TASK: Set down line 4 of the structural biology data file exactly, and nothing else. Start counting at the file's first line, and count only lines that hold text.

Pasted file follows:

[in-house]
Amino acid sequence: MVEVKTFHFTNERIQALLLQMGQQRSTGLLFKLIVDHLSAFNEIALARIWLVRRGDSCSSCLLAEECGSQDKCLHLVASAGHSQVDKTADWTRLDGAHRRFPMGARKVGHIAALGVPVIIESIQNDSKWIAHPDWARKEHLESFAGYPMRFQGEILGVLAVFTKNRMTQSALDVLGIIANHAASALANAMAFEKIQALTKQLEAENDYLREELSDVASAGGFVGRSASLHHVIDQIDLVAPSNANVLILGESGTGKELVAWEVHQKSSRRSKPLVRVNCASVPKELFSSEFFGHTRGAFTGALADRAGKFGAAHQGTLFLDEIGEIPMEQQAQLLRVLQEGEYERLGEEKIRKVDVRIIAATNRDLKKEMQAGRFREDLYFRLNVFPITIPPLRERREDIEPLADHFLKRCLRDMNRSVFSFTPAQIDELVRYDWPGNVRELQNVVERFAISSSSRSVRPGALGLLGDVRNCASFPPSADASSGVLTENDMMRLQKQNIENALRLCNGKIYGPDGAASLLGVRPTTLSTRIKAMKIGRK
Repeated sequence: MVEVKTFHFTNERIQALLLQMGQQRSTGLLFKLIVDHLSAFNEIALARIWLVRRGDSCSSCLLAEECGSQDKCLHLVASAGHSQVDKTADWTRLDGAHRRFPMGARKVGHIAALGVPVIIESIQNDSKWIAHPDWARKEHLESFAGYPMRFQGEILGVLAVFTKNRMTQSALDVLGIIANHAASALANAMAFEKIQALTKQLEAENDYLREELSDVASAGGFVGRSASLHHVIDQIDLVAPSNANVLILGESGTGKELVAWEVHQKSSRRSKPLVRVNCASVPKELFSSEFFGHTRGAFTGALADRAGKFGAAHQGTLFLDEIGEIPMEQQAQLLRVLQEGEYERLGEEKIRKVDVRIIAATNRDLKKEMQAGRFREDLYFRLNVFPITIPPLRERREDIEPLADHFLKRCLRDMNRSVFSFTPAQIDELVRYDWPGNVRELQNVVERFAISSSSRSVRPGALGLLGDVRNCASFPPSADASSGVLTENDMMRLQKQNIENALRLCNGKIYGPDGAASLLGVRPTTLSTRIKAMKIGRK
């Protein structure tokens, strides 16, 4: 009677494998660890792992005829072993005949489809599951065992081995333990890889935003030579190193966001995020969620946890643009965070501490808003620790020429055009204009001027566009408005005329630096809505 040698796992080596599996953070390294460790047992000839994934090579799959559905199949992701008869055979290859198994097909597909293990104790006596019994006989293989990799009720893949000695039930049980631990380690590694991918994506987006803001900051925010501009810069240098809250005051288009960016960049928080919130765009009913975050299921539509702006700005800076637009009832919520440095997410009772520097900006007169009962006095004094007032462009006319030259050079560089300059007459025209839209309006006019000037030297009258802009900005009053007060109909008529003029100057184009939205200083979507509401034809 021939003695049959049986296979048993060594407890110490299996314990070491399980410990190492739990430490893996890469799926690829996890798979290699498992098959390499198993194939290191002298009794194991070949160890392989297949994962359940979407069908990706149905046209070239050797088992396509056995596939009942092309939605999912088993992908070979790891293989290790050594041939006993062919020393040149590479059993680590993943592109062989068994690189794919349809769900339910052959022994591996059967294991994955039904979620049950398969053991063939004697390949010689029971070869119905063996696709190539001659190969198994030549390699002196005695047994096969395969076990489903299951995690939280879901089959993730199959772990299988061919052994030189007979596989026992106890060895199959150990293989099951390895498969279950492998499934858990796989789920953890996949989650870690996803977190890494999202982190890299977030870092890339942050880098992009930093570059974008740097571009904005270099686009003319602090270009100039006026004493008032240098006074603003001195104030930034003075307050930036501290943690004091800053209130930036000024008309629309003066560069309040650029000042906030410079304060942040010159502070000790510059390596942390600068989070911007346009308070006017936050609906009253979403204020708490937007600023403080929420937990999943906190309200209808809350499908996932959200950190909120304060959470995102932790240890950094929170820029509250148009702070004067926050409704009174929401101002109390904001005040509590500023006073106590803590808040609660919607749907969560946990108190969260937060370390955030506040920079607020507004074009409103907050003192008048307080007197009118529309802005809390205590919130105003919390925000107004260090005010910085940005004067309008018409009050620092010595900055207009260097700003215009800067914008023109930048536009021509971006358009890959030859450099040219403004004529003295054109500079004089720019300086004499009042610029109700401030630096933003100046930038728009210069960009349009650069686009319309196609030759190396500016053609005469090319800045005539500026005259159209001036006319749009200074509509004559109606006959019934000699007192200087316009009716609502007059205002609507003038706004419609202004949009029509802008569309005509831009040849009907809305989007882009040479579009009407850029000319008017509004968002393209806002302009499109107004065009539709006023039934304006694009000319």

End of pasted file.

């Protein structure tokens, strides 16, 4: 009677494998660890792992005829072993005949489809599951065992081995333990890889935003030579190193966001995020969620946890643009965070501490808003620790020429055009204009001027566009408005005329630096809505 040698796992080596599996953070390294460790047992000839994934090579799959559905199949992701008869055979290859198994097909597909293990104790006596019994006989293989990799009720893949000695039930049980631990380690590694991918994506987006803001900051925010501009810069240098809250005051288009960016960049928080919130765009009913975050299921539509702006700005800076637009009832919520440095997410009772520097900006007169009962006095004094007032462009006319030259050079560089300059007459025209839209309006006019000037030297009258802009900005009053007060109909008529003029100057184009939205200083979507509401034809 021939003695049959049986296979048993060594407890110490299996314990070491399980410990190492739990430490893996890469799926690829996890798979290699498992098959390499198993194939290191002298009794194991070949160890392989297949994962359940979407069908990706149905046209070239050797088992396509056995596939009942092309939605999912088993992908070979790891293989290790050594041939006993062919020393040149590479059993680590993943592109062989068994690189794919349809769900339910052959022994591996059967294991994955039904979620049950398969053991063939004697390949010689029971070869119905063996696709190539001659190969198994030549390699002196005695047994096969395969076990489903299951995690939280879901089959993730199959772990299988061919052994030189007979596989026992106890060895199959150990293989099951390895498969279950492998499934858990796989789920953890996949989650870690996803977190890494999202982190890299977030870092890339942050880098992009930093570059974008740097571009904005270099686009003319602090270009100039006026004493008032240098006074603003001195104030930034003075307050930036501290943690004091800053209130930036000024008309629309003066560069309040650029000042906030410079304060942040010159502070000790510059390596942390600068989070911007346009308070006017936050609906009253979403204020708490937007600023403080929420937990999943906190309200209808809350499908996932959200950190909120304060959470995102932790240890950094929170820029509250148009702070004067926050409704009174929401101002109390904001005040509590500023006073106590803590808040609660919607749907969560946990108190969260937060370390955030506040920079607020507004074009409103907050003192008048307080007197009118529309802005809390205590919130105003919390925000107004260090005010910085940005004067309008018409009050620092010595900055207009260097700003215009800067914008023109930048536009021509971006358009890959030859450099040219403004004529003295054109500079004089720019300086004499009042610029109700401030630096933003100046930038728009210069960009349009650069686009319309196609030759190396500016053609005469090319800045005539500026005259159209001036006319749009200074509509004559109606006959019934000699007192200087316009009716609502007059205002609507003038706004419609202004949009029509802008569309005509831009040849009907809305989007882009040479579009009407850029000319008017509004968002393209806002302009499109107004065009539709006023039934304006694009000319």